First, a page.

It looks like the fireworks are about to start in more ways than one.
I can’t be the only one that views the current political impasse around Brexit with something approaching mild horror. Despite Theresa May suggesting that ‘95%’ of the Brexit deal is there, we have the small matter of her not just securing the deal itself but getting it through Parliament.
This, when she is leader of a minority government propped up by the DUP who appear not to like her plan one bit, with the same being said for a large number of her own party – and that’s without the Labour Party whose leadership have said that, unless the deal meets its ‘red lines’, they’ll vote against it as well.
While all this is going on, we have something akin to open warfare in the Tory Party itself and you can’t help wondering – given some of the extreme language being used about ousting her – if Theresa May won’t be checking for barrels of gunpowder herself when she visits Parliament over the next couple of weeks. Her tenure as both leader of her own party and the Prime Minister of this country appears to be hanging by a thread.
Of course, the ongoing Brexit negotiations, the current lack of a deal, the potential economic implications, etc, all weigh heavily on a mortgage and housing market which at one point might have thought it would come through in relatively decent nick, unharmed by the UK leaving the EU. That train of thought appears to have left the platform long ago, and we now have talk about significant falls in house prices, rises in interest rates, with the inevitable impact on borrowers’ ability to repay their mortgages.
A looming ‘no deal’ arrangement appears to make the consequences far worse for all concerned. Just recently, AMI suggested that rates were likely to rise and indeed that we might actually all be far too optimistic about the real consequences of Brexit, with or without a deal. The advisory trade body suggests the Bank of England was right to talk about the potential for significant drops in house prices, even if many in our industry have poo-poo’d the idea of a 35% fall, which the Bank has apparently stress-tested for.
AMI believes ‘Brexit uncertainty’ is already being felt across the market and, certainly when it comes to purchasing, there is a growing amount of anecdotal evidence that both potential sellers and purchasers are putting off any plans they might have had to come to market. Indeed, if there is a growing ‘wait and see’ approach adopted by those who might ordinarily put their homes on the market/look to buy, then this is going to have a serious impact, for example, on agent activity and indeed on the amount of money the government can recoup via stamp duty.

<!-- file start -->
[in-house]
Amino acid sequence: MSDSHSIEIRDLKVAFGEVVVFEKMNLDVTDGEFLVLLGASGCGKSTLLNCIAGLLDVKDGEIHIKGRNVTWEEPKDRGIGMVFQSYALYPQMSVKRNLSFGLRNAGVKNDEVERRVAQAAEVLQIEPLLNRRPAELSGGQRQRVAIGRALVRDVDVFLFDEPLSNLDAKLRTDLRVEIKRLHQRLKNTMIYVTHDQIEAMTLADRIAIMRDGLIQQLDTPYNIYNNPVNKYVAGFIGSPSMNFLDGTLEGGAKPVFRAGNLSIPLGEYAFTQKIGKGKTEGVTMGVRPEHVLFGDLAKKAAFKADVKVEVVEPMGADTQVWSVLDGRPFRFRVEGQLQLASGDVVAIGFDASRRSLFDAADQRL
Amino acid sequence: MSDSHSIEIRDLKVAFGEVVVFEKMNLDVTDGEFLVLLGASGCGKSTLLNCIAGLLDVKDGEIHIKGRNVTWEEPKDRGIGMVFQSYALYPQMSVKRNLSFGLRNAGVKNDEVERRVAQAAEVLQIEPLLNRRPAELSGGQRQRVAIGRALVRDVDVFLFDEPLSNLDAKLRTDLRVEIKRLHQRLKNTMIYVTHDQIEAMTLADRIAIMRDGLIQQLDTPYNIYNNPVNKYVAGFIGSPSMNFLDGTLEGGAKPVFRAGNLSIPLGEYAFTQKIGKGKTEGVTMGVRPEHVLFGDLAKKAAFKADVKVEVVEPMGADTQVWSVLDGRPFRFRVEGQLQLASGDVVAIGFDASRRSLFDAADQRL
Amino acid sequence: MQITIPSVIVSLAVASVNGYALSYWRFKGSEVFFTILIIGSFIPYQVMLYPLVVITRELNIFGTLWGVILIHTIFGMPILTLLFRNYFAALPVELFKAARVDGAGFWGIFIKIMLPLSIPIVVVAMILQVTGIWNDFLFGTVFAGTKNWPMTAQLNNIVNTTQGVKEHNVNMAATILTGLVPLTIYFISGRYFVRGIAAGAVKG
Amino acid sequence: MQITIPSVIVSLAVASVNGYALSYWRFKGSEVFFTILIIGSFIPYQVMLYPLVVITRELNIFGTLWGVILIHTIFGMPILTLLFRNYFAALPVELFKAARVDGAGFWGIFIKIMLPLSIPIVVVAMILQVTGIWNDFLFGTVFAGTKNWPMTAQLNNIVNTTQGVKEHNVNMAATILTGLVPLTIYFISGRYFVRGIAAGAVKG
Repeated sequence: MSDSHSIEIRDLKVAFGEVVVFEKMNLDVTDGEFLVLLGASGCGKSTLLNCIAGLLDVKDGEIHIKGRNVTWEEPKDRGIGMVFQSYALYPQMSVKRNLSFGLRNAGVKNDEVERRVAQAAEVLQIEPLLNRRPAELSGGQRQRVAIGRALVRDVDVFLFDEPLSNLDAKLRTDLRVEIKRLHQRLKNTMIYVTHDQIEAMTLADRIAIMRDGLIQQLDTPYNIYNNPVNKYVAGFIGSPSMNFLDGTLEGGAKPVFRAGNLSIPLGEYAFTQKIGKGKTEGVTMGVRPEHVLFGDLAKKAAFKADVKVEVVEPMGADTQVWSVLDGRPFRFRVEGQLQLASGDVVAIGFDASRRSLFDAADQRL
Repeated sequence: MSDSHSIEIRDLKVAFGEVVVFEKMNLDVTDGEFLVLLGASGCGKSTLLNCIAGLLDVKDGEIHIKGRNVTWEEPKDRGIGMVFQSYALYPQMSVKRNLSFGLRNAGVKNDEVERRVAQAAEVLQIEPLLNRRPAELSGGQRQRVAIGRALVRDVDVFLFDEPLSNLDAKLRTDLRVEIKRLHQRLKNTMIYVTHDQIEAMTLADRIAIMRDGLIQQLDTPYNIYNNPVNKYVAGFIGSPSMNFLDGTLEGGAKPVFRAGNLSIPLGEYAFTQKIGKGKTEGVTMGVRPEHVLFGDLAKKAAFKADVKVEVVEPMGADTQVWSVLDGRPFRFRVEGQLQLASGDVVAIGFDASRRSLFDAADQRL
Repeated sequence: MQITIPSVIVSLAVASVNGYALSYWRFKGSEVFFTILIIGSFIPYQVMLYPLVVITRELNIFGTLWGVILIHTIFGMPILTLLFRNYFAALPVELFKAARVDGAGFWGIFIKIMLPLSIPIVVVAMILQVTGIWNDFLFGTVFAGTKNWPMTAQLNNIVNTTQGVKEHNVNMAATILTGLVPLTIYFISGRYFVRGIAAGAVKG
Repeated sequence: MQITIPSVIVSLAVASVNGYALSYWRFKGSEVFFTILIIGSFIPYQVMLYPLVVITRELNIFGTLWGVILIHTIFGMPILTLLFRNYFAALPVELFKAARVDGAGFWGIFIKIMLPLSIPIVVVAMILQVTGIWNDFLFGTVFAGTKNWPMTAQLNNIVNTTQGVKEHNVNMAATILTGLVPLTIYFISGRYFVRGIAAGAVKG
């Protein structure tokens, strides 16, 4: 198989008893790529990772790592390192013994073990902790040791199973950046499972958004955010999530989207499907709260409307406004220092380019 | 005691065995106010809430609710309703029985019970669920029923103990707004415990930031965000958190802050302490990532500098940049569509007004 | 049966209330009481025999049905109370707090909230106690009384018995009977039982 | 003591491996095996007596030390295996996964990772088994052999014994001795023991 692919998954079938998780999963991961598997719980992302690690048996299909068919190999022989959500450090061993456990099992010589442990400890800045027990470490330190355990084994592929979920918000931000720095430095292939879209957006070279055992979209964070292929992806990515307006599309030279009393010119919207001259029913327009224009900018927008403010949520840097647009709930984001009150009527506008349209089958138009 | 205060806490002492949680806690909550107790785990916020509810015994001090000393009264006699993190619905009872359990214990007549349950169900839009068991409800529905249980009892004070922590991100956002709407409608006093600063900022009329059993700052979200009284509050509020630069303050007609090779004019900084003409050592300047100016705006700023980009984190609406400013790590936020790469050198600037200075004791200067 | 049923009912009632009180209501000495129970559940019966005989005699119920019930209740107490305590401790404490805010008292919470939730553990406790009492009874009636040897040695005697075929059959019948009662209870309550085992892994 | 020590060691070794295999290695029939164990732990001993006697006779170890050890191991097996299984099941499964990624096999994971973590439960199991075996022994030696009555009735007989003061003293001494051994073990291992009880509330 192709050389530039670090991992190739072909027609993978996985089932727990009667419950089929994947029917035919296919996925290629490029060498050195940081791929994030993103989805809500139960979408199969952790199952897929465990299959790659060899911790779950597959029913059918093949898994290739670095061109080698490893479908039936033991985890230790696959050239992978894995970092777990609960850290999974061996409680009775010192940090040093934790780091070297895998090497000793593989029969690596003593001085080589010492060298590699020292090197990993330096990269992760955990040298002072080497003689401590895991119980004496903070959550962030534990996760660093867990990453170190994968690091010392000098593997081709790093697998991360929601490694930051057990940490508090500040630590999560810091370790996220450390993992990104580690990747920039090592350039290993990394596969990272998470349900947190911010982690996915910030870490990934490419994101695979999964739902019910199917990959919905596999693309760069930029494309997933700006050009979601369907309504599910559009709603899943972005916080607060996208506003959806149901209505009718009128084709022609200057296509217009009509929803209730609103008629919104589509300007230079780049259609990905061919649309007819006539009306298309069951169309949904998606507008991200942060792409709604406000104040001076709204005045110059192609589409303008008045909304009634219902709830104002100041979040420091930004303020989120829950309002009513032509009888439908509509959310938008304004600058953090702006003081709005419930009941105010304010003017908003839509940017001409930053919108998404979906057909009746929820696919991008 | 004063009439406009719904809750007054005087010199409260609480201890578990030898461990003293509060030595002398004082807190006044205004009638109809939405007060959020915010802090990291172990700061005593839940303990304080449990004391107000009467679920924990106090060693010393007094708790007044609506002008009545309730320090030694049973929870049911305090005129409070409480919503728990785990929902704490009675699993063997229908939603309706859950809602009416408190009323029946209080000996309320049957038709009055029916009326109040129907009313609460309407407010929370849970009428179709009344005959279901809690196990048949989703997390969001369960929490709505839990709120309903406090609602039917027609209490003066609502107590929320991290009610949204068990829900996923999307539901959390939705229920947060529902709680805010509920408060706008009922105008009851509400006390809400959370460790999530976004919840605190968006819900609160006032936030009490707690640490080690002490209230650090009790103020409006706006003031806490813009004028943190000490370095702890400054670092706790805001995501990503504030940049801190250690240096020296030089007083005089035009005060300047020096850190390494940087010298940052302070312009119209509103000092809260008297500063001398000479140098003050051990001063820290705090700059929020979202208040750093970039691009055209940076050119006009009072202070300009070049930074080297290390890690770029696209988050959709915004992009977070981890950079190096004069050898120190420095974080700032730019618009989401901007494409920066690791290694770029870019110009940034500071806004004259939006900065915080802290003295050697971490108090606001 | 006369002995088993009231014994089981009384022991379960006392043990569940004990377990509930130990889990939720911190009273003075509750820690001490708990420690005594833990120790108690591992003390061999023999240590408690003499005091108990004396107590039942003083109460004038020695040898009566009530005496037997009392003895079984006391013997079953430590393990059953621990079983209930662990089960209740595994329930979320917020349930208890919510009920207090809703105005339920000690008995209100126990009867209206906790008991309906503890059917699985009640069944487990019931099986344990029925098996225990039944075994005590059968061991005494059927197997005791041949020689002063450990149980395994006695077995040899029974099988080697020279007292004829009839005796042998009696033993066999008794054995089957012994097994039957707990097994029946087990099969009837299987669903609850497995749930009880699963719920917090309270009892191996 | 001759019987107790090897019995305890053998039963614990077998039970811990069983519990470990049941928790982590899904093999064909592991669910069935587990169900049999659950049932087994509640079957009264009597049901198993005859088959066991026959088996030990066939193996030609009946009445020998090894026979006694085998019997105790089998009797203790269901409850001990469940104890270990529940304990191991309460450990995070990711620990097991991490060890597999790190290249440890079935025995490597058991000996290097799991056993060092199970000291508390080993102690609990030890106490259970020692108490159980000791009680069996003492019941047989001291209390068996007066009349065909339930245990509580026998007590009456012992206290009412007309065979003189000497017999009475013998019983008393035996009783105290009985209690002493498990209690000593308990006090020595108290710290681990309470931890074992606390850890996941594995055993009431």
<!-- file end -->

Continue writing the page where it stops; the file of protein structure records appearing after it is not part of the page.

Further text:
All this provides us with something of an incendiary few months (and beyond) to navigate and it’s perhaps no wonder that some industry commentators are warning those who may be reliant on purchases to look elsewhere for business volume/income. I suspect mortgage advisers have been doing this for some time, and the strength of the remortgage market (particularly given its ongoing competitive nature) doesn’t seem likely to dissipate anytime soon. In fact, as we move close to next March I suspect more and more borrowers will be looking to ‘fix’ their monthly mortgage repayments in order to ride out any potential ‘storm’ over the next few years.
That remortgage opportunity of course brings with it a large number of ancillary opportunities including protection, GI, legal services, and conveyancing, which it would be remiss of advisers to pass up. No-one can of course predict the future, and we may get the fabled ‘soft landing’ that a number of Brexiters expect, however that is looking increasingly unlikely and therefore the groundwork you put in now, could deliver the ways and means by which you can survive in any downturn.
It may not be pretty at present – and let’s be honest a number of our politicians could do with a rocket or two under them – but we must all prepare as if the worst-case scenario will be the outcome. I sincerely hope that isn’t the case, but given the current situation, who would bet against it?
Harpal Singh is managing director of Broker Conveyancing